skip navigation
George Roy Hill

George Roy Hill



TCM Messageboards
Post your comments here


TCM Archive Materials VIEW ALL ARCHIVES (1)

Recent DVDs

The Great... "The Great Waldo Pepper" (1975) stars Robert Redford as Waldo Pepper, an... more info $14.98was $14.98 Buy Now

Slap Shot:... The world of minor league hockey is hilariously explored in this sports comedy... more info $12.98was $12.98 Buy Now

... Kurt Vonnegut, Jr.'s classic novel begins with the sentence, "Billy Pilgrim has... more info $14.98was $14.98 Buy Now

Thoroughly... Julie Andrews lights up the screen as the jovial Millie Dillmount in "Thoroughly... more info $14.98was $14.98 Buy Now

Toys In The... Hailed by critics, this award-winning Lillian Hellman drama stars Dean Martin... more info $14.99was $19.95 Buy Now

Funny... MORE > $14.99 Regularly $19.95 Buy Now blu-ray

Also Known As: George Roy Hill Jr. Died: December 27, 2002
Born: December 20, 1922 Cause of Death: complications of Parkinson's disease
Birth Place: Minneapolis, Minnesota, USA Profession: Director ... director screenwriter actor producer college instructor (post-Hollywood) newspaper reporter pilot


Having emerged from the theater world as an actor and director, George Roy Hill made a smooth transition to motion pictures by directing both Paul Newman and Robert Redford in the actors' most recognizable roles. Hill garnered a decent amount of acclaim and success before directing the pair in "Butch Cassidy and the Sundance Kid" (1969), a revisionist Western that became a smash hit while establishing the then-unknown Redford as a bona fide star. The director reunited with the two actors for the Oscar-winning caper comedy, "The Sting" (1973), which lived on as Hill's finest achievement. Hill moved on to work with both Redford and Newman on separate films; the former starred in his grand barnstorming adventure, "The Great Waldo Pepper" (1975), while the latter starred in his dark sports comedy "Slap Shot" (1977), neither of which became big box office hits, but nonetheless remained in high regard by critics and audiences. Following the minor success "A Little Romance" (1979), Hill divided critics with "The World According to Garp" (1982), which seemed to garner a more enthusiastic response from audiences. He delivered two rather forgettable films after "Garp" before unofficially retiring from Hollywood and returning to academia. Despite his rather sudden abandonment of filmmaking, Hill nonetheless remained one of the giant directing talents who contributed to Hollywood's second Golden Age of the late 1960s and early 1970s.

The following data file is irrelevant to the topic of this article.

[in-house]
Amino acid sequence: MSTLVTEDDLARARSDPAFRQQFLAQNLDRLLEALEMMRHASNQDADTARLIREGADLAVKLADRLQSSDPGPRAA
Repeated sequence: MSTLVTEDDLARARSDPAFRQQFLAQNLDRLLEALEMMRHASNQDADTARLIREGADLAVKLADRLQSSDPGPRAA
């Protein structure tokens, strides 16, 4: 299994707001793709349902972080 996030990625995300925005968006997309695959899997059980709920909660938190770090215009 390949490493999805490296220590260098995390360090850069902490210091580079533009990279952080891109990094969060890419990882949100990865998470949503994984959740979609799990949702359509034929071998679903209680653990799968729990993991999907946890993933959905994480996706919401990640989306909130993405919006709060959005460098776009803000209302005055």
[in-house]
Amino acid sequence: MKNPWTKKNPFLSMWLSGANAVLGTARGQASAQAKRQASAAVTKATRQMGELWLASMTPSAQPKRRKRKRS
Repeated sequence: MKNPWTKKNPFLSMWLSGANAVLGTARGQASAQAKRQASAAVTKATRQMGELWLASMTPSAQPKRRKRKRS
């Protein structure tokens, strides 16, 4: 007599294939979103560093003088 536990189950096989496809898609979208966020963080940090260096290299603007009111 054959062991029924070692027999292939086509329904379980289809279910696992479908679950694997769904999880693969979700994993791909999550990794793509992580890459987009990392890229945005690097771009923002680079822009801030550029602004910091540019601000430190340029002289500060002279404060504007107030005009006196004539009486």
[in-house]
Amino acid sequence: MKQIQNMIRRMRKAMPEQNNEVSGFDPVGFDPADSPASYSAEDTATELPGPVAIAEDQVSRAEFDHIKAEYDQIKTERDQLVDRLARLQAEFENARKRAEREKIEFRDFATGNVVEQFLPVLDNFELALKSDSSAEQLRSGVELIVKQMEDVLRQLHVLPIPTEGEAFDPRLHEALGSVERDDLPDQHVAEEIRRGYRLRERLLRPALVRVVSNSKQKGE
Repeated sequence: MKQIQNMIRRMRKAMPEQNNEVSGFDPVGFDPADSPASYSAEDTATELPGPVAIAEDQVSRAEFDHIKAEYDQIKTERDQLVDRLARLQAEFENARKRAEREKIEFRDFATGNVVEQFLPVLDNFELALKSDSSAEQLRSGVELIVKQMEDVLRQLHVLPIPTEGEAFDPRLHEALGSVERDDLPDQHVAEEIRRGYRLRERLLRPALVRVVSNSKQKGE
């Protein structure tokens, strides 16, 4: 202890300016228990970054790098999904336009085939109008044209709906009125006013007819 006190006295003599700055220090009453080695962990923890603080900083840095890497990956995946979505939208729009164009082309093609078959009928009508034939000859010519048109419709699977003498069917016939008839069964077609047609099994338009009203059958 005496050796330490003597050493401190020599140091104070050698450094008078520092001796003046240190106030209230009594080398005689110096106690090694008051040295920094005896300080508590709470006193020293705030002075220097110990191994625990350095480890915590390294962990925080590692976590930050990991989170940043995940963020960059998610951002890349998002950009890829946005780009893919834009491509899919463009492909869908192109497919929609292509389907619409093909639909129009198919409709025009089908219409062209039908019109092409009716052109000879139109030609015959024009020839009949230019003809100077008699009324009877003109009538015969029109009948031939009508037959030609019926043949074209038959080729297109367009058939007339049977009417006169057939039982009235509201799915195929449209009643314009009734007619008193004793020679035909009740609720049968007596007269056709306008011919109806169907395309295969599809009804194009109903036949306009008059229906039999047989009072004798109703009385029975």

Please support TCMDB by adding to this information.

Click here to contribute